The palms waved us into Holy Week just last Sunday and we’re already well along into the events of this week, the final chapter of Jesus’ life. Since Christmas we’ve been hearing again stories of the life and ministry of Jesus: teaching in the temple, healing the sick, preaching sermons about loving our enemies, and speaking for people who couldn’t speak for themselves.
Jesus has fed a bunch of people, invited outsiders to sit at his table, and made his way around Galilee becoming increasingly irritating to the temple leaders and Roman government representatives.
But as much as we’d like to paint the life and ministry of Jesus with a gold-toned patina and relegate it to the felt board in the children’s Sunday school classroom, we can’t get very far into the life of Jesus or its culmination in this week without realizing pretty quickly that while Jesus’ message was theological, his life and ministry made the implications of his message deeply political.
That truth is a bit uncomfortable — especially if you’re a Baptist, like me. After all, if there’s anybody known to champion the separation of church and state, it’s us Baptists. Even a cursory study of Baptist history will show that Baptists made significant contributions to insuring that our country did not and cannot become a theocracy, wisely aware that majority populations and belief systems shift with the changing times and the best way to make sure we are free to practice faith as our consciences dictate is to make sure that everybody is free to practice their faith as their consciences dictate.
All of that is awesome and important, a banner to cling to, desperately, in the decades since the First Amendment to the United States Constitution was ratified, decades during which we Baptists have distinguished ourselves by other issues: fighting to preserve slavery, excluding women, co-opting other cultures in the name of evangelism, preaching a message of hatred toward LGBTQ folks, and other proud reputation-builders of that nature.
The separation of church and state has become a rare point of pride, or at least legitimacy, for some of us insistent we will remain Baptists. But it also has tripped us up at times — especially those times when it’s imperative that the pastor step into the pulpit and talk frankly about the political implications of the gospel message. I think it trips up even pastors who aren’t Baptists. Because we’re often scared, we end up leaving political matters at home on Sunday mornings and settling into our safe pulpits as if what’s read and preached to the pews has no relation to the issues swirling around just outside the church walls.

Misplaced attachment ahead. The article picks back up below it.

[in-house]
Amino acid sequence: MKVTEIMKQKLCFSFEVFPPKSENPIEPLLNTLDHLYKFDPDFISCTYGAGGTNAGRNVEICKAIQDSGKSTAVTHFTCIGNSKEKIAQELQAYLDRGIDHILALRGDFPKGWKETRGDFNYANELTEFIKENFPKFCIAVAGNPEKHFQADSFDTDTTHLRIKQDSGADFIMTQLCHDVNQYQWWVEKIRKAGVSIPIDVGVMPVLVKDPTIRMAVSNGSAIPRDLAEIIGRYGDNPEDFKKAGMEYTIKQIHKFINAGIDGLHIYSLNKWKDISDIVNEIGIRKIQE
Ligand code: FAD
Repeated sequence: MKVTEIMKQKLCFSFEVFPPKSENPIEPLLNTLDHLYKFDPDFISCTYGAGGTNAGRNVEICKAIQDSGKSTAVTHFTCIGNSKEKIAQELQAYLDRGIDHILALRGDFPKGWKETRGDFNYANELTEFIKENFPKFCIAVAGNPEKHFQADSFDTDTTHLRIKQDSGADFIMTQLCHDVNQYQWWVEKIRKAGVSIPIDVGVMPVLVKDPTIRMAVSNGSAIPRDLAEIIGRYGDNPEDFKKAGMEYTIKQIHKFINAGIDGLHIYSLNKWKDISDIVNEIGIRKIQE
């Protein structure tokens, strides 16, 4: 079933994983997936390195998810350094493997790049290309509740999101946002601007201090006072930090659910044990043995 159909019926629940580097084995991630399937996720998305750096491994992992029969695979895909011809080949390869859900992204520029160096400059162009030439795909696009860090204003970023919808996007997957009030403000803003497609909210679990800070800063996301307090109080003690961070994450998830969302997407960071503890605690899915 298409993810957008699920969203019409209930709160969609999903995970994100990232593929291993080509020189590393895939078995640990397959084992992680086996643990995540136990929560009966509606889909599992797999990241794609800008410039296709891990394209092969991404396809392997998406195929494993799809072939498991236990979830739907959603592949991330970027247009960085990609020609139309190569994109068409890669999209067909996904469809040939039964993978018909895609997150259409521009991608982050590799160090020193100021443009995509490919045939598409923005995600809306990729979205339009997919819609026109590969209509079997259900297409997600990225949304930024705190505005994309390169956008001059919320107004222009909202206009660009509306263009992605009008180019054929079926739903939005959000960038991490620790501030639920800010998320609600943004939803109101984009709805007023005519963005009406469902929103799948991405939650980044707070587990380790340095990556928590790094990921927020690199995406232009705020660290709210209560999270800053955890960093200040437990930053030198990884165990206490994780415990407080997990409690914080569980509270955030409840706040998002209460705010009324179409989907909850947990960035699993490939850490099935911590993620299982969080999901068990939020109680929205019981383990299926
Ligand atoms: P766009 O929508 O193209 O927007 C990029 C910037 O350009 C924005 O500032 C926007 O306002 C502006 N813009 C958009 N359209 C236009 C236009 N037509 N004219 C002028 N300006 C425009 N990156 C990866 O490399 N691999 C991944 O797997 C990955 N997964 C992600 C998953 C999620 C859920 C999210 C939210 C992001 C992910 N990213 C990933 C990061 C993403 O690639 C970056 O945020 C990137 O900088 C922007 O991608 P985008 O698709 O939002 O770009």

Sadly, that interpretation of a healthy separation of church and state is a perversion of the idea’s intent. Here’s what we’ve got to protect: the government doesn’t make laws restricting the free practice of religion. And religious groups speak to issues, not candidates, calling people and government and society to a standard of love and equality reflected in Jesus’ message.
I think it’s awfully hard to profess faith in Jesus Christ and not speak from the pulpit on the issues of our day, issues around which Jesus was passionate: inclusion, equality, justice, and peace; making room for the least among us and welcoming the stranger; extending the reach of our communities to include those who can’t survive on their own. The crisis in our country now is undeniable.
Benedictine Joan Chittister speaks of our country today in this way : “[T]his is the same Jerusalem over which Jesus wept. This is the great society that has forgotten the widow and the orphan, that enthrones the Pharisee and stones the prophets, that speaks of morality while it institutionalizes the immoral. We decry violence and practice it. We talk about equality and deny it. We practice religion and forget the gospel.”
With the mandate of Jesus echoing in our ears, the responsibility of the church in this current political climate should be clear. There’s no violation of the separation of church and state to say succinctly from the pulpit that hitting people who disagree with us is wrong. Or excluding people who believe different things than we do should stop. Or accumulating wealth while many in our society struggle to make a living wage cannot continue.
We have witnessed — some even in our own lifetimes — the silence of the church in the face of such blatant and egregious reality. Speaking to the political realities of the day might not be the easiest challenge of our pastoral careers; we would be naïve not to notice that preaching about controversial issues of the time is exactly what got Jesus nailed to a cross.
But I don’t think we can afford not to preach about issues in the political life of our country from the pulpit about now. Our courage to witness to the radical love and justice of Jesus might even be what keeps the separation of church and state in place for future generations.
Come on, preacher, the mandate of Jesus is waiting for us to step up: it’s time to get political.